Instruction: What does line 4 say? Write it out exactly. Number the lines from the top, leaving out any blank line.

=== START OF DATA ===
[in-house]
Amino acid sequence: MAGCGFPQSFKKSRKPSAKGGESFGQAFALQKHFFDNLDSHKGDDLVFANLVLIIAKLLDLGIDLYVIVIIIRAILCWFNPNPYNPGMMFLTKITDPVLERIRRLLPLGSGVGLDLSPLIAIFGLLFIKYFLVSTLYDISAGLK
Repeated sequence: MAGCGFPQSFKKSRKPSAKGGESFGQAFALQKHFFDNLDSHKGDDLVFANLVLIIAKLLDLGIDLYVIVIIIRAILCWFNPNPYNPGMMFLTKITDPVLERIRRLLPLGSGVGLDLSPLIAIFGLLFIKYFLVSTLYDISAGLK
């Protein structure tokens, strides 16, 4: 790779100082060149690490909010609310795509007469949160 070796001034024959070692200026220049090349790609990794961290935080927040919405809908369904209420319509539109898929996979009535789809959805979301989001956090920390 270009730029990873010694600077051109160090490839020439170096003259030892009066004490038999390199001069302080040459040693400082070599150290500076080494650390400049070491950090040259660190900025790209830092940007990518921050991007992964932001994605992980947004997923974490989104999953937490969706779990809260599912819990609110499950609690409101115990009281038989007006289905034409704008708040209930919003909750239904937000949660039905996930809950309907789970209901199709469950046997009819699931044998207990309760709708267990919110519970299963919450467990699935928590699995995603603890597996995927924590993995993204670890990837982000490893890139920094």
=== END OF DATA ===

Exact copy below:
């Protein structure tokens, strides 16, 4: 790779100082060149690490909010609310795509007469949160 070796001034024959070692200026220049090349790609990794961290935080927040919405809908369904209420319509539109898929996979009535789809959805979301989001956090920390 270009730029990873010694600077051109160090490839020439170096003259030892009066004490038999390199001069302080040459040693400082070599150290500076080494650390400049070491950090040259660190900025790209830092940007990518921050991007992964932001994605992980947004997923974490989104999953937490969706779990809260599912819990609110499950609690409101115990009281038989007006289905034409704008708040209930919003909750239904937000949660039905996930809950309907789970209901199709469950046997009819699931044998207990309760709708267990919110519970299963919450467990699935928590699995995603603890597996995927924590993995993204670890990837982000490893890139920094």